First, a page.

Patients Cannot Afford to Overlook the Diet-Cancer Connection

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Reading BBC Radio presenter Sheila Dillon's article Cancer and diet: Why is nutrition overlooked? I came across a few points I could argue with, but my chief complaint is that she didn't title the article "Cancer and diet: Why is nutrition still overlooked?"

Dillon notes that during her treatment for multiple myeloma, the role of diet and nutrition was practically absent from her discussion with health care professionals, and she goes on to say:

In most cancer centres in the UK, diet is still seen as almost meaningless in cancer treatment and aftercare. Yet there is good science available on the subject, though not a lot of it is what medics call "gold standard" science.

At the institutional level in the US, there is no difference. On March 28, I wrote about a paper published in the journal Nutrition and Cancer which indicted the National Comprehensive Cancer Network's disastruous attempts to offer any sort of nutritional guideline help for oncologists to give to their patients.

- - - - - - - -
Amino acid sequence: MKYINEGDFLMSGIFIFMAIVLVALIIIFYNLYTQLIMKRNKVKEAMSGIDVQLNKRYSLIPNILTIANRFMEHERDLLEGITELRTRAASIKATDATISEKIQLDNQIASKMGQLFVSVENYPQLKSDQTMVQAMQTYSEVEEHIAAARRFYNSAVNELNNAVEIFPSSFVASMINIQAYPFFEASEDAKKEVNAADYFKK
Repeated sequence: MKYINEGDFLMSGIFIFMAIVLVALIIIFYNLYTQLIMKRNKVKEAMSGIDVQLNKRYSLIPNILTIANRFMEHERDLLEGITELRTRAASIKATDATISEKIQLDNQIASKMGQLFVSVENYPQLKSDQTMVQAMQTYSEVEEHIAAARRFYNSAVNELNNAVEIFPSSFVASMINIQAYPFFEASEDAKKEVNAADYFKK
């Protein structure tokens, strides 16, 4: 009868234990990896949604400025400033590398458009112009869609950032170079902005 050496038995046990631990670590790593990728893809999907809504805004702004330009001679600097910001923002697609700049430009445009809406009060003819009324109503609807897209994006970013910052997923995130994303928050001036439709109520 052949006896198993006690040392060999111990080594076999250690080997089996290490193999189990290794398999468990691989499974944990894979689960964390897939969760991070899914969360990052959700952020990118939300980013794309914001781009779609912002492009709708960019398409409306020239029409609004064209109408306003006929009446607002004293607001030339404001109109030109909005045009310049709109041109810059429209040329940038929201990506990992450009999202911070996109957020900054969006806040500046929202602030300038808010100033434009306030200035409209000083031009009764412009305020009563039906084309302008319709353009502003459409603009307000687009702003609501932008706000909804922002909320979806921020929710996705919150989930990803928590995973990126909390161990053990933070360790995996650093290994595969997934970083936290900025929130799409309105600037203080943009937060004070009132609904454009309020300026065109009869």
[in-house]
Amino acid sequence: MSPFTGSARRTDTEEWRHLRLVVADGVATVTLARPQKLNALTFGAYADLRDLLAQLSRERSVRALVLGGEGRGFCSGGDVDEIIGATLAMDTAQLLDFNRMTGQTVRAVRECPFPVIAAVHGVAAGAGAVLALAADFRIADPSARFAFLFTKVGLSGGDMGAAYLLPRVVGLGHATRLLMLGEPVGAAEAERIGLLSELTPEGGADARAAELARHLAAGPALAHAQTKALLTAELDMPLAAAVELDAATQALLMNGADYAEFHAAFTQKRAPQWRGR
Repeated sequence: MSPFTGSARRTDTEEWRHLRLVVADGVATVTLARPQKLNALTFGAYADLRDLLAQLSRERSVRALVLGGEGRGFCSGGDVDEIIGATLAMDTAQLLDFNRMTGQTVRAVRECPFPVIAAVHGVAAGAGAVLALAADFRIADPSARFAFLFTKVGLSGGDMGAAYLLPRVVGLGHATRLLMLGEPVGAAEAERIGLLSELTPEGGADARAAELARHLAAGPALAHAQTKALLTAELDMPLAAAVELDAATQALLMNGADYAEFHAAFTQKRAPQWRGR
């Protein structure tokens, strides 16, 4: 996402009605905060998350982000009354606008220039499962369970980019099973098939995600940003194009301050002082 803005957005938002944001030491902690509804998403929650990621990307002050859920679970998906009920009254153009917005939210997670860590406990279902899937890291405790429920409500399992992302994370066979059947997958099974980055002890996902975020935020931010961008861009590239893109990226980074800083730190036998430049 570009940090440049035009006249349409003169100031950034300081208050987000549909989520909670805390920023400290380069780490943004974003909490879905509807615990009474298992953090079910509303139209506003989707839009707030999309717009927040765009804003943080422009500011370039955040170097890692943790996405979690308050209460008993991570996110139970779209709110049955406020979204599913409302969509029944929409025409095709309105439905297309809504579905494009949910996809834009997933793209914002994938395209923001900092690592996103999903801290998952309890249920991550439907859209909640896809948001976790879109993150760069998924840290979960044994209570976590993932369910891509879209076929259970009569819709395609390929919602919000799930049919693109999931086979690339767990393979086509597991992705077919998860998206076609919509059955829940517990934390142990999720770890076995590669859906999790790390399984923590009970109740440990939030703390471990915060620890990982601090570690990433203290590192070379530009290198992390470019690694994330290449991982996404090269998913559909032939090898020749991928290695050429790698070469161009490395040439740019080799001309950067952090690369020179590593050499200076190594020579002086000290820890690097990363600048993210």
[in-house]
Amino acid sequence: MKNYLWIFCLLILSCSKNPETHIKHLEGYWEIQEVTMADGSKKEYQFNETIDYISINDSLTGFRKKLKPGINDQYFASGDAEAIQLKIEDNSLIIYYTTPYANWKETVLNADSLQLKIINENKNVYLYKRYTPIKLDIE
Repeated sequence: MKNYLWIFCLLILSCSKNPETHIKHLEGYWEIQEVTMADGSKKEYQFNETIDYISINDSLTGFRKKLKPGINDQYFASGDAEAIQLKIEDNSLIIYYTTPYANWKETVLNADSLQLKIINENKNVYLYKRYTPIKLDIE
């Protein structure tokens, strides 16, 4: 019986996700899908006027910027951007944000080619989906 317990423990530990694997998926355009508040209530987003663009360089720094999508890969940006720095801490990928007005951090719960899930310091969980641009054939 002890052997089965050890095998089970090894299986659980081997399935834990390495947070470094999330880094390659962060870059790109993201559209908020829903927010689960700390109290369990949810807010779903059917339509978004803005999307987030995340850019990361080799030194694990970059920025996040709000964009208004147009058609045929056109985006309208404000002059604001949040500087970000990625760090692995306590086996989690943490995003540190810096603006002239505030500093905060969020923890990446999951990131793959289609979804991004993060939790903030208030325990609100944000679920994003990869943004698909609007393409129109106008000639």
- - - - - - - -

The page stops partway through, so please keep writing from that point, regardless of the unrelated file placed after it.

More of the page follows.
The Origins of the Diet-Cancer Connection

In 1982 in the United States, the National Academy of Sciences issues a landmark report entitled Diet, Nutrition, and Cancer.

This was a landmark report for many reasons, among them that it was published at a time when many people in mainstream medicine ridiculed the idea that diet could have anything at all to do with cancer or with cancer patients. This kind of ridicule for unconventional ideas in cancer research was not new: Just a generation earlier, anyone who suggested that a virus could cause cancer was browbeaten into silence.

Also, the report notes that it was the work of epidemiologists who began to make the diet-cancer connection, notably in how there might be a low incidence of certain cancers among, say, Japanese people living in Japan, but when they came over to the US they seemed to adopt the higher incidence of certain cancers seen in the States, such as colorectal cancer. While this could be explained by many different environmental factors, as the cross-cultural evidence mounted, the number of factors diminished, leaving diet as the most likely culprit.

By 1988, US Surgeon General C. Everett Koop had had enough, asserting in the Washington Post:

There no longer can be any doubt about the link between diet and disease. Your choice of diet can influence your long-term health prospects more than any other action you can take.

For nutrition-conscious cancer-concerned shoppers in the United States in 1982 or 1988, determining what foods contained which nutrients was not at all easy, since putting that information on food labels was voluntary. Not until 1993 and the arrival of the Nutrition Facts label on food packaging did this get any easier.

But if you don't know what you should or should not be eating, the label is functionally pointless for cancer patients.

On Alleviating One's Nutritional Deficits